Lotus Root Curry
Last week when I went vegetable shopping at my local Asian market, I saw lotus roots and thought I would try them out. As I’d never cooked with lotus roots, I looked for recipes online and was fascinated to read about soups, chips, fritters, and myriad other preparations with lotus root. I also polled my family for recipes. So, now I have a few recipes to try. Given G’s off spicy food for a bit, I decided to use a variation of my sister-in-law’s recipe.
All websites and recipes warned about the fact that lotus roots take time to cook, and that they could be bitter to taste. There were numerous details of the health benefits of lotus roots, especially its fiber content. Most Japanese preparations suggested soaking the chopped lotus roots in water spiked with a couple of tablespoons of vinegar, to avoid browming and also lose its bitterness, of any. I decided to do this and also to cook the lotus roots in the pressure cooker ( I don’t have the patience needed to boil it till it’s done and know my pressure cooker will get it done without me fussing over it)!
What you need
- 2 cups of lotus roots
- For soaking, a large bowl filled with water mixed with 2-3 Tblsps of vinegar
- 4 Cups of water
- 1/2 Tsp of turmeric
- 1 Tblsp of fresh grated coconut
- 1 green Thai chile
- 1-2 Tbsps of plain yogurt
- 1 Tsp of oil
- 1 Tsp of mustard seeds
- 1 Tsp of Chana dal
- 1 Tsp of Urad dal
- 4-5 curry leaves
- 1 dried red chile
How it’s Done
- Cut the lotus root in 1/4 cm discs; stack 4-5 discs and quarter them. Put the cut pieces in the water and vinegar bath. Repeat till you have even sized, lattice like pieces.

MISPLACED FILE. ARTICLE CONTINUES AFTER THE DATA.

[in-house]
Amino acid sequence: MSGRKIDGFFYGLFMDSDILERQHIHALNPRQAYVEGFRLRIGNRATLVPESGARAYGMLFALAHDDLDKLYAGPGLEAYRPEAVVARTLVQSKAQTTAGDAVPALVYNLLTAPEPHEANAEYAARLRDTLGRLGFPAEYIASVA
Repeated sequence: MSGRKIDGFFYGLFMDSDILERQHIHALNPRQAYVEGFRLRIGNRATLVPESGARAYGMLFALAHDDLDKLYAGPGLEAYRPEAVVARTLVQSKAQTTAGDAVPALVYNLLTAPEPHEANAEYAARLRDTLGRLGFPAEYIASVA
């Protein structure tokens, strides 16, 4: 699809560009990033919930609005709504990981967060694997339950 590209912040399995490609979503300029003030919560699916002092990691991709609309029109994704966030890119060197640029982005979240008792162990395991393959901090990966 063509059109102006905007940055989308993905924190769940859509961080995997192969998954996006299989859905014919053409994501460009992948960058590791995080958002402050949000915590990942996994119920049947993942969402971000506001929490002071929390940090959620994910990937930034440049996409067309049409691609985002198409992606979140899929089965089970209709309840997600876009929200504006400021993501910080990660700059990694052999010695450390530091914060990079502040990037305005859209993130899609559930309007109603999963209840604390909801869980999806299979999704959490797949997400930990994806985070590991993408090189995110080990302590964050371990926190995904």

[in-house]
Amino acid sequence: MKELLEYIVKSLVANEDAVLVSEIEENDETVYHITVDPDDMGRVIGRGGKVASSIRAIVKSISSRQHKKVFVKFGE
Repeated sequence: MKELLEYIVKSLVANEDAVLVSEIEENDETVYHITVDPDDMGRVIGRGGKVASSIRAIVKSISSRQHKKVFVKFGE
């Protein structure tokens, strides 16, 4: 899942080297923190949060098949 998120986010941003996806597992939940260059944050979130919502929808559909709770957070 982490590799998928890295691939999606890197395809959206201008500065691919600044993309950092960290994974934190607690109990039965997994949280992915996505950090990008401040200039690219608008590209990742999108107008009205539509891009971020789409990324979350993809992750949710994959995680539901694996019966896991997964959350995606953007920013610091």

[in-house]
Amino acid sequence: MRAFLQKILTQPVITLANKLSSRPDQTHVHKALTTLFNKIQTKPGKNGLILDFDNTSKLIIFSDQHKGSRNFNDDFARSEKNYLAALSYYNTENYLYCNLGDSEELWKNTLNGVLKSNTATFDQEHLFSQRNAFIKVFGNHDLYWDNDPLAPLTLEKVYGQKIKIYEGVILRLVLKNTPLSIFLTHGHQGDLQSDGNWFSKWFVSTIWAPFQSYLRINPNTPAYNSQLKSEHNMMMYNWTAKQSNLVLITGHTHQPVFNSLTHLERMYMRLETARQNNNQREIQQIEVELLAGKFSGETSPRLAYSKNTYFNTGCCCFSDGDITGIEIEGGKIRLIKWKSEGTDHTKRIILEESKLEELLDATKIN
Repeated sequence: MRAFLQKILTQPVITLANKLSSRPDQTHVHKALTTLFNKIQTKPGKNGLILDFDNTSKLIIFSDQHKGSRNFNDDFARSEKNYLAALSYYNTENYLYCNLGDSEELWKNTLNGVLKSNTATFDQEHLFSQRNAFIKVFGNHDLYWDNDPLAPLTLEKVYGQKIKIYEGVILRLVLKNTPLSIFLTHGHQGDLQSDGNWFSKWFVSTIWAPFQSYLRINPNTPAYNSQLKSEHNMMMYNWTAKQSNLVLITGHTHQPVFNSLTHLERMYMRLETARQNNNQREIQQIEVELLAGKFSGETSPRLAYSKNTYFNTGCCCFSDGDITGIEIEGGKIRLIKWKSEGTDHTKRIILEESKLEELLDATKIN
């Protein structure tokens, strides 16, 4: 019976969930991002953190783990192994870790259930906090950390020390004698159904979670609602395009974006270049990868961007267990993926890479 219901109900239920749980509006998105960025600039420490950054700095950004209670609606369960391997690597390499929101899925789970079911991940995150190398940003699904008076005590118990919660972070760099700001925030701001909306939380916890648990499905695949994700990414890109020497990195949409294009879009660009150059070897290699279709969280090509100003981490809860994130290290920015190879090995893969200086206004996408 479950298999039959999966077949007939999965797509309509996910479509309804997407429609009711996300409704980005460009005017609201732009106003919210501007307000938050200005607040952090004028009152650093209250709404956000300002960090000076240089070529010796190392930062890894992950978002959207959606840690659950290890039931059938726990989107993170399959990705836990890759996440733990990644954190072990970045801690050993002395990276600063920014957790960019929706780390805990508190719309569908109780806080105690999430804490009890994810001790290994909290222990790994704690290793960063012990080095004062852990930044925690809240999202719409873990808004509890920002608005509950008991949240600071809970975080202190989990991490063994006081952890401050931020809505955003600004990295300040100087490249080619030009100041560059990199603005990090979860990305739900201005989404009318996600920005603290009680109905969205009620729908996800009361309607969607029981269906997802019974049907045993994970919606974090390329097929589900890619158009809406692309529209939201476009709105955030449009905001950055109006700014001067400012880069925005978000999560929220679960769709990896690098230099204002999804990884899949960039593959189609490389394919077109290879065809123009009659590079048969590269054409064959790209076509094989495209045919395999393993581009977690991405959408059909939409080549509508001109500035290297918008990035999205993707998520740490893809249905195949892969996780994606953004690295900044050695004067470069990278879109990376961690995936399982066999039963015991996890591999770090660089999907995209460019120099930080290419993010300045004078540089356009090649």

- Drain the water and add to pressure cooker with 4 cups of water and the turmeric and a pinch of salt. Close the pressure cooker lid and cook on high till tue cooker starts making a loud whistling sound. Reduce heat and let cook for 8-10 minutes. Turn off the heat and wait till the cooker releases all the steam and it is safe to open the lid.
- While the roots are cooking, blend the coconut and chile into a smooth paste.
- Heat a non-stick pan and add the oil. Add the mustard seeds to the hot oil and once they start spluttering, add the other ingredients for tempering.
-When the dals are a golden brown, add the cooked and drained lotus roots. Add the coconut-chile paste and salt to taste and cook for a couple of minutes so the flavors meld.
- Add the yogurt and cook till all liquid evaporates.
This was part of my lunch with a tangy rasam and rice. The lotus roots were slightly crunchy with the yogurt balancing the flavors of coconut and chile.